Trade Marks: “What’s in a name?”

You may feel that what you call your business or product is not overly important, but it should be borne in mind that a trade mark (or brand) is a valuable asset. It can create an impression or convey a certain message about a company or product. As such, consideration as to what something means in English and other languages, is highly important when adopting a new trade mark. Below are some reasons as to why it is crucial to select a mark which is fitting of your business:

  1. Whilst a descriptive name, such as “OVEN CLEAN” for oven cleaning services, may inform consumers exactly what your goods or services are, you should be aware that it will be very difficult for consumers to remember you and differentiate you from others in the marketplace. As such it will take you much longer to acquire a reputation in the marketplace than it would if you adopted a more memorable name;

  2. A descriptive mark may not be registrable as a trade mark and it may be difficult for you to prevent use of the same or similar mark by a third party. Whilst it is possible to secure registration on the basis of acquired distinctiveness through use, it will be much more expensive. This is due to the huge amount of evidence which will be required, in order to demonstrate that you have acquired a reputation in the mark;

  3. Careful consideration needs to be given to the meaning of any name you adopt, as you don’t want to find that it means something inappropriate, or is simply at odds with the product itself;

  4. Consider your target audience and where you are pitching the product within the market. If you are planning on introducing a value product to the market, don’t use words such as PRESTIGE or PREMIUM in the name. Similarly, references to “value” will not help sell a premium product;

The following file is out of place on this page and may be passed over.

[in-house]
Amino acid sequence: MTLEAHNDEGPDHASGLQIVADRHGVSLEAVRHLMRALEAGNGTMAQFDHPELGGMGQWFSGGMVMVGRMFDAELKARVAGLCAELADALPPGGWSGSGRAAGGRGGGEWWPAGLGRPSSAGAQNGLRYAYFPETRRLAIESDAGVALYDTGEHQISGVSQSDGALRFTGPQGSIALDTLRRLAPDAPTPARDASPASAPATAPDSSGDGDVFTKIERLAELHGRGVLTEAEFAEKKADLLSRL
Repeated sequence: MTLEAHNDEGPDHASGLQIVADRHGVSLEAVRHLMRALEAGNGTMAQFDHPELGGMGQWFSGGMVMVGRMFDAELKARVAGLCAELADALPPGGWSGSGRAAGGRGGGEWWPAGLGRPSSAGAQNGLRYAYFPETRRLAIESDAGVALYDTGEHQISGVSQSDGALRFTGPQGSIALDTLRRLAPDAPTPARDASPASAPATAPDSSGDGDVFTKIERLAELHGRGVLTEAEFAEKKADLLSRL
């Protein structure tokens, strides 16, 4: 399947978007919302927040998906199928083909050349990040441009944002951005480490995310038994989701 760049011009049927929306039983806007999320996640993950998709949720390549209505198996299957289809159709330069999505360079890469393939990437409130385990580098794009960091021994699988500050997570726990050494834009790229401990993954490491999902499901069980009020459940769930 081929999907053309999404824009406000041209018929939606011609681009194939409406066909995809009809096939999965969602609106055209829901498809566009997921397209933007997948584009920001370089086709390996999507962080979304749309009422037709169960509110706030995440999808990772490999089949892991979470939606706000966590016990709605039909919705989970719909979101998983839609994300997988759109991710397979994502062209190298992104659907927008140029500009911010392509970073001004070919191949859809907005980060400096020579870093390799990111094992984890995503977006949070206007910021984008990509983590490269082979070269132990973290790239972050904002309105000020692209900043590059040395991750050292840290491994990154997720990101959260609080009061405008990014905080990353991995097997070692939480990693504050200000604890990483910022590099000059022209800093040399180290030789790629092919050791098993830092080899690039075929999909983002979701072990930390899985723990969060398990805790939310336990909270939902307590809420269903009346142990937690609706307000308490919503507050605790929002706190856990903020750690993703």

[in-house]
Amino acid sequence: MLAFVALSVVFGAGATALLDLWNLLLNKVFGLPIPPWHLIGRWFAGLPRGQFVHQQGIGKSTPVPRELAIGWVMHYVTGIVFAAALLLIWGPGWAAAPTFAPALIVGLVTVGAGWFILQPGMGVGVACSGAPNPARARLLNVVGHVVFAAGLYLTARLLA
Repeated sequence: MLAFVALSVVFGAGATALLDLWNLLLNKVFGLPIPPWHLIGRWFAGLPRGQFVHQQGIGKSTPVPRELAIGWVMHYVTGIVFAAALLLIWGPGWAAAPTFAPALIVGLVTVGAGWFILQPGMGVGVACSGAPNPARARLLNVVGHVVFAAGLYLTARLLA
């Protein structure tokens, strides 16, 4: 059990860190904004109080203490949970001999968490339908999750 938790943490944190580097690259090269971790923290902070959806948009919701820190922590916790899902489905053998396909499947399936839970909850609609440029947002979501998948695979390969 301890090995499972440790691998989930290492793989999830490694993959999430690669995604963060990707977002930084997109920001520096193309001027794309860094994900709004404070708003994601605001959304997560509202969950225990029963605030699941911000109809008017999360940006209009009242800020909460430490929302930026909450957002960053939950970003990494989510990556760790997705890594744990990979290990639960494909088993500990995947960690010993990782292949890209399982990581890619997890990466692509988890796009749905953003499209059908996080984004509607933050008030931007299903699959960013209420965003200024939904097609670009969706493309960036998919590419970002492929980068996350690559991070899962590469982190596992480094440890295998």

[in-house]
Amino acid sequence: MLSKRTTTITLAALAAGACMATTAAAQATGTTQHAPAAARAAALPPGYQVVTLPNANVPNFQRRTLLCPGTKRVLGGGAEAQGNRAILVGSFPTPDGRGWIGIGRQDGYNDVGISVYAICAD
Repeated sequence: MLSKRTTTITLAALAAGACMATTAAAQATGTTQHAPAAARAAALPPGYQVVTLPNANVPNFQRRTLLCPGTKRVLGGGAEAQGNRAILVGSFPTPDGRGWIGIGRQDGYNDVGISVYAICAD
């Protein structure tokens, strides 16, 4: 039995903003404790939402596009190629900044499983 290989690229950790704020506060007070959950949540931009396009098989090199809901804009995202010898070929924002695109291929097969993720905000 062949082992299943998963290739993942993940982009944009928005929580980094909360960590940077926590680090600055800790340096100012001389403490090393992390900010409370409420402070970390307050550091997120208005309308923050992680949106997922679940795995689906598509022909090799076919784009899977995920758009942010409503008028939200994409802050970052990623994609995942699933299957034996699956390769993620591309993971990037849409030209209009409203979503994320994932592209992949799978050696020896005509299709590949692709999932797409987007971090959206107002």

5. Avoid choosing a mark which incorporates a reference to your goods/services, as this could cause problems if you later decide to diversify and expand into different areas. For example, if AMAZON had originally adopted a trade mark which incorporated a reference to books, the name would not be a great trade mark for the company it is today;

  6. If your business is likely to expand to, or sell in overseas markets, checks should be made as to what your chosen trade mark means in other languages. It will not be good for business if the name is inappropriate or offensive in another language. The following are some examples of trade mark blunders when it comes to using a trade mark in another country:

    • The Vauxhall NOVA didn’t sell well in Spanish speaking countries as “nova” means “doesn’t go” in Spanish, hence the change to Vauxhall CORSA

    • The name of an aeroplane, R432, had to be changed in Japan as the number “4” is unlucky in Japanese, as it sounds like “death” – not great for an aeroplane!

  7. When translating a name into another language, make sure that it is translated correctly. Parker Pens slogan “It won’t leak in your pocket and embarrass you” was incorrectly translated into Spanish and ended up as “It won’t leak in your pocket and make you pregnant”!

  8. When expanding into territories which do not use Latin script, such as China, it can be tempting to use a simple transliteration. However, this can also result in some inappropriately named products. Even the large brands have been known to get this wrong:

    • Coca-Cola; an initial transliteration of COCA-COLA into Chinese (ke-ke-ko-le) was found to mean “bite the wax tadpole” or “female horse fastened/stuffed with wax”. The mark was eventually changed to “ke-kou-ke-le” which means “happiness in the mouth”, which is a much more appropriate mark!

    • KFC; a transliteration of the slogan “finger-lickin good” in China was found to mean “eat your fingers off”

Whilst you will not know at the start of your business journey, where you may end up, the above highlights that some careful consideration is required when adopting a company or product name. This will enable you to avoid choosing an inappropriate trade mark, reducing the likelihood of making a costly mistake.

trade marksPhil Sanger